Boyce–Codd normal form

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Boyce–Codd normal form (or BCNF or 3.5NF) is a normal form used in database normalization. It is a slightly stronger version of the third normal form (3NF). BCNF was developed in 1974 by Raymond F. Boyce and Edgar F. Codd to address certain types of anomaly not dealt with by 3NF as originally defined.[1]

If a relational schema is in BCNF then all redundancy based on functional dependency has been removed, although other types of redundancy may still exist. A relational schema R is in Boyce–Codd normal form if and only if for every one of its dependencies X → Y, at least one of the following conditions hold:[2]

  • X → Y is a trivial functional dependency (Y ⊆ X)
  • X is a superkey for schema R

Chris Date has pointed out that a definition of what we now know as BCNF appeared in a paper by Ian Heath in 1971.[3] Date writes:

"Since that definition predated Boyce and Codd's own definition by some three years, it seems to me that BCNF ought by rights to be called Heath normal form. But it isn't."[4]

Edgar F.Codd released his original paper 'A Relational Model of Data for Large Shared Databanks' in June 1970. This was the first time the notion of a relational database was published. All work after this, including the Boyce-Codd normal form method was based on this relational model.

3NF tables not meeting BCNF (Boyce–Codd normal form)[edit]

Only in rare cases does a 3NF table not meet the requirements of BCNF. A 3NF table which does not have multiple overlapping candidate keys is guaranteed to be in BCNF.[5] Depending on what its functional dependencies are, a 3NF table with two or more overlapping candidate keys may or may not be in BCNF.

An example of a 3NF table that does not meet BCNF is:

Today's Court Bookings
Court Start Time End Time Rate Type
1 09:30 10:30 SAVER
1 11:00 12:00 SAVER
1 14:00 15:30 STANDARD
2 10:00 11:30 PREMIUM-B
2 11:30 13:30 PREMIUM-B
2 15:00 16:30 PREMIUM-A
  • Each row in the table represents a court booking at a tennis club that has one hard court (Court 1) and one grass court (Court 2)
  • A booking is defined by its Court and the period for which the Court is reserved
  • Additionally, each booking has a Rate Type associated with it. There are four distinct rate types:
    • SAVER, for Court 1 bookings made by members
    • STANDARD, for Court 1 bookings made by non-members
    • PREMIUM-A, for Court 2 bookings made by members
    • PREMIUM-B, for Court 2 bookings made by non-members

The table's superkeys are:

  • S1 = {Court, Start Time}
  • S2 = {Court, End Time}
  • S3 = {Rate Type, Start Time}
  • S4 = {Rate Type, End Time}
  • S5 = {Court, Start Time, End Time}
  • S6 = {Rate Type, Start Time, End Time}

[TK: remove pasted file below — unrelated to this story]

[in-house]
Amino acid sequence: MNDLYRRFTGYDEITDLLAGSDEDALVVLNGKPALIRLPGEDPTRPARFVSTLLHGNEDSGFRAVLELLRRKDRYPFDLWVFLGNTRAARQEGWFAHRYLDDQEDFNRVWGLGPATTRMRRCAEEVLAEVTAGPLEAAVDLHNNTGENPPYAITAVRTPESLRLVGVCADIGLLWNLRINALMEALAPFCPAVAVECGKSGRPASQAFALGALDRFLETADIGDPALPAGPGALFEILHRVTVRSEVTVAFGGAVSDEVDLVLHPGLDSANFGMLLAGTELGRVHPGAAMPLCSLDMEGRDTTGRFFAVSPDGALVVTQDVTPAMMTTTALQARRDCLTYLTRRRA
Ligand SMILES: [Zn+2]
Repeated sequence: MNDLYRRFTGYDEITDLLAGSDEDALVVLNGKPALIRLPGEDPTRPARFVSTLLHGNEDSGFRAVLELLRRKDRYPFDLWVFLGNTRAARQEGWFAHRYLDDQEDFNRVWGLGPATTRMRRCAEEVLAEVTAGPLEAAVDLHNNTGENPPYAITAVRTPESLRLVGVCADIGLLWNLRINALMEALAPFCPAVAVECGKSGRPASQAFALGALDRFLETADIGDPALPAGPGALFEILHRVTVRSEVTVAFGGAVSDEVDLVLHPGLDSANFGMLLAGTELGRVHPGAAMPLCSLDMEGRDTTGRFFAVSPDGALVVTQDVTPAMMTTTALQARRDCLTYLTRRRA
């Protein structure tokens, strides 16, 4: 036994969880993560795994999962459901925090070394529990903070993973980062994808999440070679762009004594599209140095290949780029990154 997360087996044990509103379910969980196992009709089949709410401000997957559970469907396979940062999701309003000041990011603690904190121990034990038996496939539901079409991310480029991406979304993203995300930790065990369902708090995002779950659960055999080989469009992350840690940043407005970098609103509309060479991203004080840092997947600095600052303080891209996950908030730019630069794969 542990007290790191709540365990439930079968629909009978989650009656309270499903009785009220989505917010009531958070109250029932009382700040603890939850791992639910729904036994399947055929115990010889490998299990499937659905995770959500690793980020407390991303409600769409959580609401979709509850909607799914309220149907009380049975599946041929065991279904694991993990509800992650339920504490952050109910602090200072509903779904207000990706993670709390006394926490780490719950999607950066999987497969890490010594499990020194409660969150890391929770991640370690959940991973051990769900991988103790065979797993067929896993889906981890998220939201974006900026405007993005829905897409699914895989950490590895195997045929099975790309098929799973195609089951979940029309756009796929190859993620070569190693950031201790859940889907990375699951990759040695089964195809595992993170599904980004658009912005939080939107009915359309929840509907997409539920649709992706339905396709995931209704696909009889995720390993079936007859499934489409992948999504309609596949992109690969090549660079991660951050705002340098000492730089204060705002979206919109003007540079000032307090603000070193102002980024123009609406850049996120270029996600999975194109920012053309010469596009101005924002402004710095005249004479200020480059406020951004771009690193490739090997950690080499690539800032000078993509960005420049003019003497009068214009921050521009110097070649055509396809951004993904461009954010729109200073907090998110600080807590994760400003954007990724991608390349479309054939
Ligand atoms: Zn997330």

• S7 = {Court, Rate Type, Start Time}
  • S8 = {Court, Rate Type, End Time}
  • ST = {Court, Rate Type, Start Time, End Time}, the trivial superkey

Note that even though in the above table Start Time and End Time attributes have no duplicate values for each of them, we still have to admit that in some other days two different bookings on court 1 and court 2 could start at the same time or end at the same time. This is the reason why {Start Time} and {End Time} cannot be considered as the table's superkeys.

However, only S1, S2, S3 and S4 are candidate keys (that is, minimal superkeys for that relation) because e.g. S1 ⊂ S5, so S5 cannot be a candidate key.

Recall that 2NF prohibits partial functional dependencies of non-prime attributes (i.e. an attribute that does not occur in ANY candidate key) on candidate keys, and that 3NF prohibits transitive functional dependencies of non-prime attributes on candidate keys.

In Today's Court Bookings table, there are no non-prime attributes: that is, all attributes belong to some candidate key. Therefore the table adheres to both 2NF and 3NF.

The table does not adhere to BCNF. This is because of the dependency Rate Type → Court, in which the determining attribute (Rate Type) is neither a candidate key nor a superset of a candidate key.

Dependency Rate Type → Court is respected as a Rate Type should only ever apply to a single Court.

The design can be amended so that it meets BCNF:

Rate Types
Rate Type Court Member Flag
Today's Bookings
Rate Type Start Time End Time
SAVER 09:30 10:30
SAVER 11:00 12:00
STANDARD 14:00 15:30
PREMIUM-B 10:00 11:30
PREMIUM-B 11:30 13:30
PREMIUM-A 15:00 16:30

The candidate keys for the Rate Types table are {Rate Type} and {Court, Member Flag}; the candidate keys for the Today's Bookings table are {Rate Type, Start Time} and {Rate Type, End Time}. Both tables are in BCNF. When {Rate Type} is a key in the Rate Types table, having one Rate Type associated with two different Courts is impossible, so by using {Rate Type} as a key in the Rate Types table, the anomaly affecting the original table has been eliminated.

Achievability of BCNF[edit]